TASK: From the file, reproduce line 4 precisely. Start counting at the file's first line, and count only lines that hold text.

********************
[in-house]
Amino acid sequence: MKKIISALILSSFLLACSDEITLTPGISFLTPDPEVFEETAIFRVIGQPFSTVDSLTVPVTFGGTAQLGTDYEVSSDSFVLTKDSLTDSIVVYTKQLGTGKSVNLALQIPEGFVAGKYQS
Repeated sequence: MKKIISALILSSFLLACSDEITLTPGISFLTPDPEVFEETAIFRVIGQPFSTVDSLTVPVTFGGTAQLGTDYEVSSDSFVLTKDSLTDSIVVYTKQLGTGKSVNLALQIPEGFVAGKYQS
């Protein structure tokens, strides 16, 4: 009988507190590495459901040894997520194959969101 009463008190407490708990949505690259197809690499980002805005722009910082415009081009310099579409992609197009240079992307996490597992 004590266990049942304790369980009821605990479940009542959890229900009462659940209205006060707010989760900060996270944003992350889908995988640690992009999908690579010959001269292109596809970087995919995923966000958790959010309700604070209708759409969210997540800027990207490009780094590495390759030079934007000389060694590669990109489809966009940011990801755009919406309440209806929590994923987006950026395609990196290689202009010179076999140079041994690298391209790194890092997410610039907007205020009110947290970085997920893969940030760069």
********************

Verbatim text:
């Protein structure tokens, strides 16, 4: 009988507190590495459901040894997520194959969101 009463008190407490708990949505690259197809690499980002805005722009910082415009081009310099579409992609197009240079992307996490597992 004590266990049942304790369980009821605990479940009542959890229900009462659940209205006060707010989760900060996270944003992350889908995988640690992009999908690579010959001269292109596809970087995919995923966000958790959010309700604070209708759409969210997540800027990207490009780094590495390759030079934007000389060694590669990109489809966009940011990801755009919406309440209806929590994923987006950026395609990196290689202009010179076999140079041994690298391209790194890092997410610039907007205020009110947290970085997920893969940030760069």